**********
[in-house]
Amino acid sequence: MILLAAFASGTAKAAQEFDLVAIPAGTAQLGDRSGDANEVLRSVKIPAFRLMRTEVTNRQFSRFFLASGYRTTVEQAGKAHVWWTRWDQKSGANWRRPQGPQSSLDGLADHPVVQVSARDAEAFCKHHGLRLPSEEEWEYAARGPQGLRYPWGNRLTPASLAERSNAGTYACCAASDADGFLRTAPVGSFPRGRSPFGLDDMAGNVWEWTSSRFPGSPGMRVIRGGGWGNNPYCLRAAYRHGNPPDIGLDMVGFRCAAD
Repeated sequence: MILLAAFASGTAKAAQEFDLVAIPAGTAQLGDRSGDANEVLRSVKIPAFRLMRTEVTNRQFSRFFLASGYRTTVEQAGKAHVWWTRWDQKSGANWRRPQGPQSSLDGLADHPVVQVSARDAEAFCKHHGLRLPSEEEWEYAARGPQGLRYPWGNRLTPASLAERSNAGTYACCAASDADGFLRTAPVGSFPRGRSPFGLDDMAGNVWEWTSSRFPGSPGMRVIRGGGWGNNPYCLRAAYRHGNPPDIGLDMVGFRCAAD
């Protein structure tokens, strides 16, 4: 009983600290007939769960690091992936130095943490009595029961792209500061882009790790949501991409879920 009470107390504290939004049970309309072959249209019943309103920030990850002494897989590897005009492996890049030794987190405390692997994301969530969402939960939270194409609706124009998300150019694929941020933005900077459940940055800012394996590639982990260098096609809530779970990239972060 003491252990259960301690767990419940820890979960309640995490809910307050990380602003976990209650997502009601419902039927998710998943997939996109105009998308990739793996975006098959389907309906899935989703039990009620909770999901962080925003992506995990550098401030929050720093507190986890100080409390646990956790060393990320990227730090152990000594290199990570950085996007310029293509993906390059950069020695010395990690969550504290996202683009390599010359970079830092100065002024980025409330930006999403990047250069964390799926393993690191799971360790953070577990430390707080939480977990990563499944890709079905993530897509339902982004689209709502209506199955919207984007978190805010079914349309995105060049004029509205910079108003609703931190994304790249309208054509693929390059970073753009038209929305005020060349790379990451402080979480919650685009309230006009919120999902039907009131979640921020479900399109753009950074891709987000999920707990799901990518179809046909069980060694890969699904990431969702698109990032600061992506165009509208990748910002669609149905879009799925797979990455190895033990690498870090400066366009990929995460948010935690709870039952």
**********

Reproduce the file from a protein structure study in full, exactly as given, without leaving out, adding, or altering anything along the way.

[in-house]
Amino acid sequence: MILLAAFASGTAKAAQEFDLVAIPAGTAQLGDRSGDANEVLRSVKIPAFRLMRTEVTNRQFSRFFLASGYRTTVEQAGKAHVWWTRWDQKSGANWRRPQGPQSSLDGLADHPVVQVSARDAEAFCKHHGLRLPSEEEWEYAARGPQGLRYPWGNRLTPASLAERSNAGTYACCAASDADGFLRTAPVGSFPRGRSPFGLDDMAGNVWEWTSSRFPGSPGMRVIRGGGWGNNPYCLRAAYRHGNPPDIGLDMVGFRCAAD
Repeated sequence: MILLAAFASGTAKAAQEFDLVAIPAGTAQLGDRSGDANEVLRSVKIPAFRLMRTEVTNRQFSRFFLASGYRTTVEQAGKAHVWWTRWDQKSGANWRRPQGPQSSLDGLADHPVVQVSARDAEAFCKHHGLRLPSEEEWEYAARGPQGLRYPWGNRLTPASLAERSNAGTYACCAASDADGFLRTAPVGSFPRGRSPFGLDDMAGNVWEWTSSRFPGSPGMRVIRGGGWGNNPYCLRAAYRHGNPPDIGLDMVGFRCAAD
């Protein structure tokens, strides 16, 4: 009983600290007939769960690091992936130095943490009595029961792209500061882009790790949501991409879920 009470107390504290939004049970309309072959249209019943309103920030990850002494897989590897005009492996890049030794987190405390692997994301969530969402939960939270194409609706124009998300150019694929941020933005900077459940940055800012394996590639982990260098096609809530779970990239972060 003491252990259960301690767990419940820890979960309640995490809910307050990380602003976990209650997502009601419902039927998710998943997939996109105009998308990739793996975006098959389907309906899935989703039990009620909770999901962080925003992506995990550098401030929050720093507190986890100080409390646990956790060393990320990227730090152990000594290199990570950085996007310029293509993906390059950069020695010395990690969550504290996202683009390599010359970079830092100065002024980025409330930006999403990047250069964390799926393993690191799971360790953070577990430390707080939480977990990563499944890709079905993530897509339902982004689209709502209506199955919207984007978190805010079914349309995105060049004029509205910079108003609703931190994304790249309208054509693929390059970073753009038209929305005020060349790379990451402080979480919650685009309230006009919120999902039907009131979640921020479900399109753009950074891709987000999920707990799901990518179809046909069980060694890969699904990431969702698109990032600061992506165009509208990748910002669609149905879009799925797979990455190895033990690498870090400066366009990929995460948010935690709870039952």